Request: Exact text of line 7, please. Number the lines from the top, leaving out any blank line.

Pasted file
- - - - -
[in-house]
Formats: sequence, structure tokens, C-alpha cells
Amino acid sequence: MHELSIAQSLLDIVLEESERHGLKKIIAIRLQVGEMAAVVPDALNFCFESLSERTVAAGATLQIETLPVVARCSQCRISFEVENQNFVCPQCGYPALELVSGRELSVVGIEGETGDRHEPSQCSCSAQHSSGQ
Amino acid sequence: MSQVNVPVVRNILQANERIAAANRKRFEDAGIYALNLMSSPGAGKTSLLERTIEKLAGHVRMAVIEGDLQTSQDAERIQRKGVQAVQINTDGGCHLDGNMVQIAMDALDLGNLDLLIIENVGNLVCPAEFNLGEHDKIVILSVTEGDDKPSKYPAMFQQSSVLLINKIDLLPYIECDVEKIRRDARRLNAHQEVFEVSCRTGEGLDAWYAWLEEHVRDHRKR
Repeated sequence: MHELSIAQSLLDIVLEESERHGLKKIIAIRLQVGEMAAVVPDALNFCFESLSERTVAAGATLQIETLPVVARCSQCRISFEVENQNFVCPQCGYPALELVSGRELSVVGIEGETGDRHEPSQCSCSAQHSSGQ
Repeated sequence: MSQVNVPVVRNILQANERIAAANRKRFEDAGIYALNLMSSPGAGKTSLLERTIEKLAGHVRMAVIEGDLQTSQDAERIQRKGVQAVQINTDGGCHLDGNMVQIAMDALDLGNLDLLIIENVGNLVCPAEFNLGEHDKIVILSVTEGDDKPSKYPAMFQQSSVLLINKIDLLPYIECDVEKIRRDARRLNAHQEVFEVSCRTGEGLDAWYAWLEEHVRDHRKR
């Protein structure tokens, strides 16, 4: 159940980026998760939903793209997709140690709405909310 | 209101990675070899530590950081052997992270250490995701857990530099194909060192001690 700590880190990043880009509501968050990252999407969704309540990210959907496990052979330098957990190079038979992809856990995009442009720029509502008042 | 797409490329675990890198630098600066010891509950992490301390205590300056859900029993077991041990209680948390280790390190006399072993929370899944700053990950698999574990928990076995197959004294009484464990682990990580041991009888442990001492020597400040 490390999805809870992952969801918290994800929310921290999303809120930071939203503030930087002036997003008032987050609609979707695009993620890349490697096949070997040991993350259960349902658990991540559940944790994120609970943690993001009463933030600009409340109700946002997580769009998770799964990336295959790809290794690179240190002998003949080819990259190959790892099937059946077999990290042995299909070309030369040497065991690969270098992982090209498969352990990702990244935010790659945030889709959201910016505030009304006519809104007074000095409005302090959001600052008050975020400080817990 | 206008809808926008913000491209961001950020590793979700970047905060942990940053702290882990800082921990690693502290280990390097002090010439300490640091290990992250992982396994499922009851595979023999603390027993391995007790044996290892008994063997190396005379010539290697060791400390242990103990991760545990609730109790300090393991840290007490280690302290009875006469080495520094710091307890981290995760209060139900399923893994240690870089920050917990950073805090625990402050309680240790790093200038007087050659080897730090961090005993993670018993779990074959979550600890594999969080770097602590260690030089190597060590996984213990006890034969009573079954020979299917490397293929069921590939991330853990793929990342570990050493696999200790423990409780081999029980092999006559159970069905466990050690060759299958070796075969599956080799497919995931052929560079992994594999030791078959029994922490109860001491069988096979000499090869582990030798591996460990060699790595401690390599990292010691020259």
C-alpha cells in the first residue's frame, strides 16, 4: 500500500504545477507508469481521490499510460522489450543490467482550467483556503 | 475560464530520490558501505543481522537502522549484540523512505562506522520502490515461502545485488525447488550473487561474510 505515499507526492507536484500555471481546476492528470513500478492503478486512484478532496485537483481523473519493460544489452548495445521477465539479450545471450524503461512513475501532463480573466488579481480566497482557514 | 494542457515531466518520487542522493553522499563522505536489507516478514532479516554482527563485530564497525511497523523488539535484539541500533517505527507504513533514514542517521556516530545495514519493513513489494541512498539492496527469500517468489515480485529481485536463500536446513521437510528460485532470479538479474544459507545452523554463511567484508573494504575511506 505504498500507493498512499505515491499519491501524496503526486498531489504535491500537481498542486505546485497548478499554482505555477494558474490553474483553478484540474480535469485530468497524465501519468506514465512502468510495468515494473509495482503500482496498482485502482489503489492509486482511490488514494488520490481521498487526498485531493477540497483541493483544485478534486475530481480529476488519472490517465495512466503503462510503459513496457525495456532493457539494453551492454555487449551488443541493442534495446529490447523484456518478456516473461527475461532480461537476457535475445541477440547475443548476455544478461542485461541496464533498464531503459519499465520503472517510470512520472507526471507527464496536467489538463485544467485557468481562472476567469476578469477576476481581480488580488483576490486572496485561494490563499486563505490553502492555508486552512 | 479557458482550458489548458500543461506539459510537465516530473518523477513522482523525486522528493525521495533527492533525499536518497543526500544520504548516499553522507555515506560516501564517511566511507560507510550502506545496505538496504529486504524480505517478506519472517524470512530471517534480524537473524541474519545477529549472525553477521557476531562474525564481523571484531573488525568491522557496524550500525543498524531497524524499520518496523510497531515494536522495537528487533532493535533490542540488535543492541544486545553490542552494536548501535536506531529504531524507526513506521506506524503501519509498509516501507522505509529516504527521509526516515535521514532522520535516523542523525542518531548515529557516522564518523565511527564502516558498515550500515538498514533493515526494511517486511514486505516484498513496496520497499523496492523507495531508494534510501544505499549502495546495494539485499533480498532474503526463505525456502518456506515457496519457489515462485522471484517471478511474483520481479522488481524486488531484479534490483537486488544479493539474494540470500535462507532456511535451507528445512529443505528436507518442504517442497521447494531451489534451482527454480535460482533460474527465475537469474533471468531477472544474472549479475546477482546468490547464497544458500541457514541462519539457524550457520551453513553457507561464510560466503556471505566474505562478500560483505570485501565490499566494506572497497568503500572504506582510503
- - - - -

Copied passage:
């Protein structure tokens, strides 16, 4: 159940980026998760939903793209997709140690709405909310 | 209101990675070899530590950081052997992270250490995701857990530099194909060192001690 700590880190990043880009509501968050990252999407969704309540990210959907496990052979330098957990190079038979992809856990995009442009720029509502008042 | 797409490329675990890198630098600066010891509950992490301390205590300056859900029993077991041990209680948390280790390190006399072993929370899944700053990950698999574990928990076995197959004294009484464990682990990580041991009888442990001492020597400040 490390999805809870992952969801918290994800929310921290999303809120930071939203503030930087002036997003008032987050609609979707695009993620890349490697096949070997040991993350259960349902658990991540559940944790994120609970943690993001009463933030600009409340109700946002997580769009998770799964990336295959790809290794690179240190002998003949080819990259190959790892099937059946077999990290042995299909070309030369040497065991690969270098992982090209498969352990990702990244935010790659945030889709959201910016505030009304006519809104007074000095409005302090959001600052008050975020400080817990 | 206008809808926008913000491209961001950020590793979700970047905060942990940053702290882990800082921990690693502290280990390097002090010439300490640091290990992250992982396994499922009851595979023999603390027993391995007790044996290892008994063997190396005379010539290697060791400390242990103990991760545990609730109790300090393991840290007490280690302290009875006469080495520094710091307890981290995760209060139900399923893994240690870089920050917990950073805090625990402050309680240790790093200038007087050659080897730090961090005993993670018993779990074959979550600890594999969080770097602590260690030089190597060590996984213990006890034969009573079954020979299917490397293929069921590939991330853990793929990342570990050493696999200790423990409780081999029980092999006559159970069905466990050690060759299958070796075969599956080799497919995931052929560079992994594999030791078959029994922490109860001491069988096979000499090869582990030798591996460990060699790595401690390599990292010691020259």